He's right. He also said:

...whenever I see anything that even smells of judgement, propaganda, fear or suspicion mongering I turn away from it. I don't like people labelling white men, Muslims, prostitutes, drug addicts or any form of glossed over grouping bad because as far as I'm concerned that is just taking the steps to okaying attacking them without any conscience.

And he's right about that too, as far as I'm concerned.

A better direction


There is a buzz to be had from living dangerously. This explains why people will seek out news reports and websites, etc., that pander to their prejudices and evoke negative emotions. This also explains the nihilism that permeates right wing thought at the moment. David Brooks attempts to provide a servant leader's approach, which sounds great, but crumbs of charity won't solve the systemic, structural problems at the root of poverty; people aren't poor because they're not in traditional families but because jobs that pay well are hard to come by if you don't have the background, the skills, the qualifications, or the connections required to get one. If Brooks can't or won't acknowledge that, he won't be able to accept that the solutions he offers don't even amount to a band aid on a bullet wound. A better direction to go in would not be to continue the culture wars by stealth — one converted sinner at a time — but to empower people to become more politically engaged and to build a political consensus with a view to creating a society that works for the good of all of its members, not just the privileged ones.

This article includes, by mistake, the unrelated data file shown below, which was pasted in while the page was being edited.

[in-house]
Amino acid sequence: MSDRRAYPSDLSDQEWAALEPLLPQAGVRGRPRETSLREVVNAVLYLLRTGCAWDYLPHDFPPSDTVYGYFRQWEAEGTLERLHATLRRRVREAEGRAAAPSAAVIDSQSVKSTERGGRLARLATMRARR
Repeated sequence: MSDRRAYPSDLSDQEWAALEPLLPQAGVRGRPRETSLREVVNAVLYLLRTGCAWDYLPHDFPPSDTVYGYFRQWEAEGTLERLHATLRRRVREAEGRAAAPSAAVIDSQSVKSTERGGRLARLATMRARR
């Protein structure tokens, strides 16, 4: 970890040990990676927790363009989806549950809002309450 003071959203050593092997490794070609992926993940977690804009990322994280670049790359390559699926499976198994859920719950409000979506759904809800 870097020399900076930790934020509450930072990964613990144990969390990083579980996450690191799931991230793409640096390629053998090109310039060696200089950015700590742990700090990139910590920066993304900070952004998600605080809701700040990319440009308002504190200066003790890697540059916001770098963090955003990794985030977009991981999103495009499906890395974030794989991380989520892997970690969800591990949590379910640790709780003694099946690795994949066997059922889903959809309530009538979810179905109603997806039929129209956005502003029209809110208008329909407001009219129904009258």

The way to win


It's impossible to control all of the people all of the time and when ignorance, war, famine, pestilence and death are all you've got to offer the world, don't be surprised if few people are enthusiastic about getting on board. The way to win is to offer them something they DO want, not to repackage the ugly stuff they've been rejecting all this time. 

There are always more choices than the ones being offered but if I was to break it down into a binary this-or-that option I'd say we can choose between sane-and-sober stewardship or paranoid, selfish neo-reactionism as the direction to take conservatism in. I've already made my choice. I want to win, after all. Do you?

No comments:

Post a Comment